•Sugar - Eliminate marketing assessment on sugar, reduce the CCC interest rate on price support loans, authorize a Payment-in-Kind program, reestablishes the no-net-cost concept feature of the program and provides the Secretary authority to implement allotments for sugar producer.
•Dairy - Extend the milk price support program at $9.90 per cwt through 2011.
•Wool and Mohair - Creates a marketing assistance loan program similar to other program commodities. Provides producers price support loans or loan deficiency payments. Loan rate of $1.0 per pound for graded wool, $0.40 per pound for nongraded wool and $4.20 per pound for mohair.
• Honey - Creates a marketing assistance loan program similar to other program commodities. Provides producers price support loans or loan deficiency payments. Loan rate of $0.60 per pound.
•Peanuts - Makes historic reform to peanut program to make peanuts similar to other traditional program crops. Provides a fixed decoupled payment at $0.018 per pound, counter cyclical program with a target price of $480 per ton, marketing loan at $350 per ton. Terminates marketing quota program and compensates the quota holders for the loss of the quota asset value at $0.10 per pound for five years.
•Fruits and Vegetables - Give the Secretary sole decision authority to combat outbreaks of plant and animal diseases with emergency funds, retain planting restriction of fruits and vegetables on base acres, provides additional $200 million in spending authority for surplus commodity purchases under Section 32, increases the Market Access Program (MAP) by $110 million per year, creates a Technical Assistance Specialty Crop (TASC) fund to assist with trade barriers and significantly increases EQIP funding with targeted spending for water conservation assistance.
The conservation section devotes $16.511 billion over 10 years to soil, water and wildlife programs. This represents over a 75% increase in baseline spending. Program changes include:
•Reauthorize the Conservation Reserve Program (CRP) through 2011 with a 40-million-acre enrollment cap. Secretary may permit harvesting of biomass for energy on CRP acreage with a reduction in rental rate.
•Reauthorize the Environmental Quality Incentives Program (EQIP) through 2011 at $1.2 billion annual program level, with livestock producers receiving 50% of annual funding. In addition, a $675 million fund is created in EQIP to address ground water conservation issues, including cost share for more efficient irrigation systems.
•Reauthorize the Wetlands Reserve Program (WRP) through 2011 and provide for an additional 150,000 acres to be enrolled per year.
•Reauthorize the Wildlife Habitat Incentives Program (WHIP) to provide cost share for landowners to enhance wildlife habitat at a program level of $25 million annually.
•Reauthorize the Farmland Protection Program (FPP) at a program level of $50 million annually.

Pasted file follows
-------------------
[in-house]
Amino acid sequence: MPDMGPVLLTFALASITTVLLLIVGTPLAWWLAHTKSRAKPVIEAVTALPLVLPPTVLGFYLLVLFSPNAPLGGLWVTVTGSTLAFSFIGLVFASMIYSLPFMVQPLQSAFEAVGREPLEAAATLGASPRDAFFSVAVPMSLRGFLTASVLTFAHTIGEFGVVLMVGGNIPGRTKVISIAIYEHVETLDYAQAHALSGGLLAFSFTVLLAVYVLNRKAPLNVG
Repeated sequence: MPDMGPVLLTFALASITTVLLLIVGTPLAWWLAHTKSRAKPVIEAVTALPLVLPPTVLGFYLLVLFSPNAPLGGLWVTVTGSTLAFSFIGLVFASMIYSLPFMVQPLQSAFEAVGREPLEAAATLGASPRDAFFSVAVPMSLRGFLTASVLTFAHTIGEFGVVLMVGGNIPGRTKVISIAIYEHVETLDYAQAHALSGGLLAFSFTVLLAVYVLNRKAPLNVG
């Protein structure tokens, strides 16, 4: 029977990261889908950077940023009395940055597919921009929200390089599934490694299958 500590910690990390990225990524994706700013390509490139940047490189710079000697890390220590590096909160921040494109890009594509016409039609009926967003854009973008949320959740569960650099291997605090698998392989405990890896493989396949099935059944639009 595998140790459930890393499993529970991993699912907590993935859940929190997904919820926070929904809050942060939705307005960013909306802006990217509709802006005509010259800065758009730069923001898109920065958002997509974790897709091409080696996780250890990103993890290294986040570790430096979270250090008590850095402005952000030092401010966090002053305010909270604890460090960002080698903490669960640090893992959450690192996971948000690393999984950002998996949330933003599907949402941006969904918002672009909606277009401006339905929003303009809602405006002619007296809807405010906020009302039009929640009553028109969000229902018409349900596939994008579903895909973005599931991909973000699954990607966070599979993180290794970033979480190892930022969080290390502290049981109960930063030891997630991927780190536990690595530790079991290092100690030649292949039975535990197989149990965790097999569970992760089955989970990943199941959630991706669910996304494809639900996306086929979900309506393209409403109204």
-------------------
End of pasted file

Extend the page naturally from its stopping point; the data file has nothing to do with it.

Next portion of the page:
•Authorizes 2 million acres in a Grassland Reserve Program to be enrolled in 10, 15 and 20 year contracts. One million acres to native grass and 1 million acres devoted to restored grasslands.
•Provide up to $100 million per year to provide conservation technical assistance to producers using any governmental, or private contractors.
•$150 million to fund the Small Watershed Dam Restoration.
•Combine the Forestry Incentive Program (FIP) and the Stewardship Incentive Program (SIP) and fund at $15 million per year.
•Reauthorize the Market Access Program (MAP) through 2011. Increase funding by $110 million per year (from $90 million to $200 million).
FOOD FOR PROGRESS
•Reauthorize Food for Progress (FFP) through 2011. Increase transportation and administrative funds to allow additional food aid.
• Reauthorize Foreign Market Development and increase funding to $35 million a year through 2011.
•Reauthorize Export Enhancement Program (EEP) through 2011.
•Reauthorize Dairy Export Incentive Program (DEIP) through 2011.
•Reauthorize the Food for Peace program through 2011.
•Continue the Research Initiative for Future Agricultural Systems at a program level of $120 million per year through 2011.
•Reauthorizes existing research programs.
•Improves on programs to include priority research items such as pest detection and exclusion, energy efficiency, value-added agricultural production and marketing.
•Provide $40 million annually in additional funds for the Emergency Food Assistance Program (EFAP).
•Simplify application process for Food Stamp program; improve quality control; increase standard deduction; provides a 6-month transition benefit for those leaving welfare and simplify State level program operations.
•Emergency Drinking Water Grants.
•Strategic Planning Initiative. Provide for regionally planned rural development pilot programs.
•Broadband Direct Loans to facilitate the expansion of high-speed internet access to rural communities. $2 billion lending level costing
•Increase funding for the Value Added Grants Program to provide grants for start-up farmer-owned value added processing facilities.